There were a few times during my recovery from binge eating disorder when I thought, “Hey, maybe I’m all better!”…and then found myself a week or a month later driven to binge. At first, I felt like I was failing, and had guilt about the little bumps in the road. But eventually, I came to believe that those little relapses were all a natural part of getting better for me. It was three steps forward, one step back sometimes, and that was OK. So, when I got a note from long-time HealthyGirl reader/contributor Trish saying she had relapsed, I totally understood where she was coming from. I invited her to share what happened with you all today. Thanks Trish! xo…Sunny
As most of you HealthyGirls know, the “path” to recovery is not a straight and short one. In fact, it shouldn’t even be called a “path”…it should be called a 6-lane freeway—and I’m on a bicycle. And just when you feel like you’re ready to exit, life throws you another curveball and you end up on an unpaved mountain road without a map.
I’ve been on this journey for a while now. I started my recovery with HealthyGirl about a year and a half ago. I was prepared for the occasional setback and I got through the first few with minor scratches…and just as I thought I was really reaching the point where I could accept myself and really move on from binge eating, I hit a wall. Hard. It totally came out of nowhere—it felt like I woke up one morning, and my mindset was set back a whole year.
I was looking at myself in the mirror and all I could see were my flaws. My hips were too wide, I was growing a double chin, and where the hell did this flab on my arms come from?! My mind started racing. What had I eaten in the last three weeks? I went over every takeout meal and every restaurant dinner date, berating myself for the awful choices I made all those nights. I literally added up the minutes I had spent on the treadmill with a calculator all the while telling myself, “You’re not working hard enough” and “You’re failing yet again.” I felt guilty, ashamed and most of all, depressed.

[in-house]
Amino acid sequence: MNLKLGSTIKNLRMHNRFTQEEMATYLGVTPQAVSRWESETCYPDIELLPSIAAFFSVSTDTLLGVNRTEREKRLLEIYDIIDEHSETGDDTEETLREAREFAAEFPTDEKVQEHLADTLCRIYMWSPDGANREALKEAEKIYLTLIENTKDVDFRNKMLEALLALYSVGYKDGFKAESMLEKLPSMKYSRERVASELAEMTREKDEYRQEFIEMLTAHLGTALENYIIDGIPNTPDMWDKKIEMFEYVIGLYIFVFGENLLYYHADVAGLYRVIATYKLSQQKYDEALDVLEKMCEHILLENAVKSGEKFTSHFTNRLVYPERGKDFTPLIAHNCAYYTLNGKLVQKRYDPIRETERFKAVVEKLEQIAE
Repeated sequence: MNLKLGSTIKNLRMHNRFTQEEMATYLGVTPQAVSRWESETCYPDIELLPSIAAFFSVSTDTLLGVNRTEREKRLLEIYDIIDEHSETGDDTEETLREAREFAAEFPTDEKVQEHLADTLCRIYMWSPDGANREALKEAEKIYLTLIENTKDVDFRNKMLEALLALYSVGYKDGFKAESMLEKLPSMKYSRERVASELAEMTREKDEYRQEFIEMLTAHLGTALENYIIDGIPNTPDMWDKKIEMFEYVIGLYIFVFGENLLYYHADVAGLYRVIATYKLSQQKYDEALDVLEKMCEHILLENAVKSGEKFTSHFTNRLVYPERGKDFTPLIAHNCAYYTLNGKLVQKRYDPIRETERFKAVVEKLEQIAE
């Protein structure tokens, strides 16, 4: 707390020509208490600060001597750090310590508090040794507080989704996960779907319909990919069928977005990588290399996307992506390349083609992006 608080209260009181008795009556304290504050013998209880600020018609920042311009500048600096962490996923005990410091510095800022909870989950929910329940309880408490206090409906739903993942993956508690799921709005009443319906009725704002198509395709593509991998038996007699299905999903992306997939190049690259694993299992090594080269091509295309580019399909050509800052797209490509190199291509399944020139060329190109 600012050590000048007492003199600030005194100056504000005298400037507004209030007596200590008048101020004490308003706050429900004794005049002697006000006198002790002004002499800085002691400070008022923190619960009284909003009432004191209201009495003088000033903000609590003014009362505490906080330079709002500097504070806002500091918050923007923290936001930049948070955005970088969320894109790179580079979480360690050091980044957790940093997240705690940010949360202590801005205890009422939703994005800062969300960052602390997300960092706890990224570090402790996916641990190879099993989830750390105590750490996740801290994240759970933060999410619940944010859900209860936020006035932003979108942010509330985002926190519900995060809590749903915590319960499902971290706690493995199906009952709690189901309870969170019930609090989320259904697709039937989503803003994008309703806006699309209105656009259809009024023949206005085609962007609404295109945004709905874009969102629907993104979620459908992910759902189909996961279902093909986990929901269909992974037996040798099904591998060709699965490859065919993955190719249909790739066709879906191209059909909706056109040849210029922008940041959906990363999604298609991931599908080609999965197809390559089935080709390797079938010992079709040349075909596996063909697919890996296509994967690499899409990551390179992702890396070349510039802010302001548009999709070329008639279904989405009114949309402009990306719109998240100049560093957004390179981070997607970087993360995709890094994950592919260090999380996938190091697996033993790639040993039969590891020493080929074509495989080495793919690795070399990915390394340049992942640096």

It was the depression that killed me. It spread its tentacles out into every aspect of my life—my relationship, my schoolwork, exercising, friendships, and any and everything that takes a little motivation. My grades slipped—I had the worst semester in law school thus far. So, on top of convincing myself that I was failing eater, I convinced myself I was a failure as a lawyer. And girlfriend. And daughter. And the list goes on and on…
You all know what depression can do to a binge eater. In my head I was screaming for help while shoving mini-marshmallows down my throat so fast I could barely breath. I gained more weight. Then finally, one night, I snapped—I craved food so bad I started to shake, and I knew if I didn’t reach out to someone for help immediately I could do irreversible damage to myself. I called my doctor and spilled the beans about how I’d been feeling that last month. He told me he was going to do everything he can to help—and I believed him. I also shot Sunny an email after I got off the phone…she was a lifesaver. I went to bed that night and slept a full eight hours for the first time in weeks.
Once I moved past this huge, insane, wild bump in the road, I looked back and tried to figure out why I took it so hard…and I still haven’t figured it out. But what I learned was that there may not always be a clear trigger, and that’s okay. Now that I’ve gotten through this, I’ll at least be able to recognize it the next time (I’m not crazy enough to think it won’t happen again) and hopefully stop it before it takes a toll on everything else in my life.
The number one thing I learned, though, was not to be afraid to reach out for help—or you will only doing yourself harm. Have a network of people that you trust and can reach out for easily, sometimes you need someone else to give you a clear perspective, and there’s nothing wrong with that! Do what needs to be done to help yourself—this is one of those times when being selfish is perfectly okay. And when you really feel like there’s no end in sight and you don’t have an ounce of hope left in your body, bookmark this post and read this sentence: there is ALWAYS hope. Keep your heads up! —Trish
Hey, it’s Sunny again. You can read more about how I and others rebounded from “slips” and temporary setbacks here and here. I just want to add one more thing: The key to getting through the ups and downs, I think, is always moving forward. I started my recovery by reading books (there weren’t blogs back then!), then I did therapy, and finally, a support group. If I hadn’t continued to move forward and try new recovery tools, I may have gotten stuck in a cycle of relapse.
Now, have any of you had lots of ups and downs while getting sane about food? How did you get through them?